Tim Farron paid tribute to Willie:
Willie Goodhart was a founding member of the SDP and stalwart of the Liberal Democrats. He believed passionately in social democracy, human rights and the rule of law. In writing our party’s constitution, he has left a lasting legacy that will be cherished by party members for decades to come.
I send my heartfelt sympathy to his wife Celia and his children Frances, Laura and Benjamin.
Lords Leader Dick Newby said:
Willie will be very sadly missed by friends and colleagues in the Lords. He was a doughty campaigner for human rights, for Europe, and for a fairer society, issues which he promoted tirelessly in the Lords.
He played a vital role in establishing the SDP and in its subsequent merger with the Liberal Party. He won the respect of all those with whom he worked and he will be remembered with great fondness.
Willie was an active member of the British Humanist Association. They put a lovely biography on their website and their Chief Executive Andrew Copson said:
With Willie’s death, the BHA has lost a friend and Parliament has lost a heavy hitter for social justice and human rights. His work in Parliament represented not only a profound service to Humanism, but to society as a whole. He will be much missed.
Six years ago, during the 2010 election, Willie and Celia’s son Benjie wrote a hilarious, thoughtful and poignant article for the Guardian in which he described growing up with not one but two politically involved parents.
Some campaigns were more fun than others – particularly the ones where the family was all together, such as the European election when Mum stood for Northamptonshire. We tooled around the county standing in the back of a pick-up truck waving at bemused cows while Dad pleaded with the electorate through the megaphone: “Send my wife to Europe.” During that campaign, I dropped the back panel of the pick-up on my mum’s foot, breaking her toe. She fought the rest of the election in agony.
Dad fought the Kensington byelection in 1988. It was extraordinary seeing him in the national spotlight. There were 15 candidates, including Cynthia Payne and Screaming Lord Sutch, both of whom, I can proudly relate, were vanquished by Dad. Class War ran a campaign of violent ferocity, culminating in a multi-candidate debate where they threw condoms filled with excrement at the Conservative. Dad was bundled out of the door by his minder. “We went to a nearby pub to have a drink and recover, and suddenly several members of Class War turned up and we had really rather an amiable discussion.” Dad came third in the byelection, but it did have 15 candidates. If it had been a horse race, he’d have paid out on an each way bet.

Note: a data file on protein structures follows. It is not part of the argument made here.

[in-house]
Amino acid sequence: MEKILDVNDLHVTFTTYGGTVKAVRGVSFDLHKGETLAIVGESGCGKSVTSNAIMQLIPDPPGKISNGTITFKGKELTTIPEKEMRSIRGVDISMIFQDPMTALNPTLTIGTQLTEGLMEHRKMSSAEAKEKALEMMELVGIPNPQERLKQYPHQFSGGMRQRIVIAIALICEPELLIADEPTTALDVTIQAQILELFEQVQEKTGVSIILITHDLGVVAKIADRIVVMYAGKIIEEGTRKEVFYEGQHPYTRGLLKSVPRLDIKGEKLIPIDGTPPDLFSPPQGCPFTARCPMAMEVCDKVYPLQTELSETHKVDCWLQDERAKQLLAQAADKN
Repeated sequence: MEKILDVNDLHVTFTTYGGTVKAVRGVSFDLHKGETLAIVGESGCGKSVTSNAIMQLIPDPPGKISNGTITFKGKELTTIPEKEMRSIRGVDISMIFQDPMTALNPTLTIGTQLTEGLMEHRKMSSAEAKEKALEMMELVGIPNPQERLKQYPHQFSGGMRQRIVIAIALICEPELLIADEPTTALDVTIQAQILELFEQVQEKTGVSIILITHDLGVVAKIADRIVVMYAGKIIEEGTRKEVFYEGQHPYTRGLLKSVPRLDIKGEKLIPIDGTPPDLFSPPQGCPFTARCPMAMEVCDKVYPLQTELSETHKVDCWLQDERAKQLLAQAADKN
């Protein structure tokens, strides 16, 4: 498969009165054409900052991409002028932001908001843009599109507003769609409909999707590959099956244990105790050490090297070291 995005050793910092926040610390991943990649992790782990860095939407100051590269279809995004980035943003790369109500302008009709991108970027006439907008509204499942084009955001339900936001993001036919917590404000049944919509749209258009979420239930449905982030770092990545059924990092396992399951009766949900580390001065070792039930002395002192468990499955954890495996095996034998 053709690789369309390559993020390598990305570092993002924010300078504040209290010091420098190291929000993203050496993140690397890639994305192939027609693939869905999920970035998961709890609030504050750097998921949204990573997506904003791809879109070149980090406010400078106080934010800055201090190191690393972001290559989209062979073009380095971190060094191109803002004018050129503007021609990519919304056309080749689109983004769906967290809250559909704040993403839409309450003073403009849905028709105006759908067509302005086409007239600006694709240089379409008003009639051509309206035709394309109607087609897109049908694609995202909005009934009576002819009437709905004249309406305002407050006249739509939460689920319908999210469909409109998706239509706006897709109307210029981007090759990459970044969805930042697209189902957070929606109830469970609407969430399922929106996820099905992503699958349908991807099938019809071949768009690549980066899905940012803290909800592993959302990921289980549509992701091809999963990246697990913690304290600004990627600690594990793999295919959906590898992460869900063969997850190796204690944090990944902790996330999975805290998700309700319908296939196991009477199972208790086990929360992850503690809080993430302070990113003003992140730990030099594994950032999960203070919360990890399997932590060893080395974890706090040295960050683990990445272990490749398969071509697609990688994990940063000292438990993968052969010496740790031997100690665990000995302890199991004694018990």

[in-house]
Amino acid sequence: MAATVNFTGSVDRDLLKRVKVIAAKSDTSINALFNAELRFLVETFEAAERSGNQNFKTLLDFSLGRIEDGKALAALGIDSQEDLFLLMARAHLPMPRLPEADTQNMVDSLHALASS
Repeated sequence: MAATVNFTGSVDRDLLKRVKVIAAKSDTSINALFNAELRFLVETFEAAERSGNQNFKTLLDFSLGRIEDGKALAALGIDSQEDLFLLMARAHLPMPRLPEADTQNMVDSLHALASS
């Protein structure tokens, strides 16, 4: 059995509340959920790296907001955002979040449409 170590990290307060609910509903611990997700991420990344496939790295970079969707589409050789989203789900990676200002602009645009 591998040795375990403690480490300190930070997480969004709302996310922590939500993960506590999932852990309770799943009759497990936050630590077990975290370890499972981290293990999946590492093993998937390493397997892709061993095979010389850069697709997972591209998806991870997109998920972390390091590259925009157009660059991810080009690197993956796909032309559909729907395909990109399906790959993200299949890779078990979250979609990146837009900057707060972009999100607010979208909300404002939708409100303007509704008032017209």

Despite the work, disruption and the teasing from friends, he writes with huge pride and affection.
So what did it all mean to us, as kids? We share an almost indescribable pride in Mum and Dad: their tireless efforts to make the country a better place; their indefatigability in the face of unwinnable seats; and their humour throughout the bitterest defeats. And their ability to do it all, and have jobs, and maintain a loving, functional family.
We learned from their example. “I think it conveys something about perseverance, about not being derailed by your desired plan not coming off,” says Frances. “Each of them carried on to have impressive and successful careers.” Mum went on to be a headmistress and Dad became the Lib Dems’ shadow Lord Chancellor.
Ultimately, what gives me the most pride of all is their politics. I have loved being able to ask my parents questions on almost any ethical issue, from ID cards to the age of gay consent, human rights to redistributive taxation, and know that I will take pride in their thoughtful, intelligent answers.
Go and read the whole thing. You will be glad y0u took five minutes out of your day to do so.
I was aware of Willie Goodhart right from the time I joined the SDP back in 1983. Friends who knew him talked of a kind and funny man with a passion for human rights. He’ll be sadly missed.
* Caron Lindsay is Editor of Liberal Democrat Voice and blogs at Caron's Musings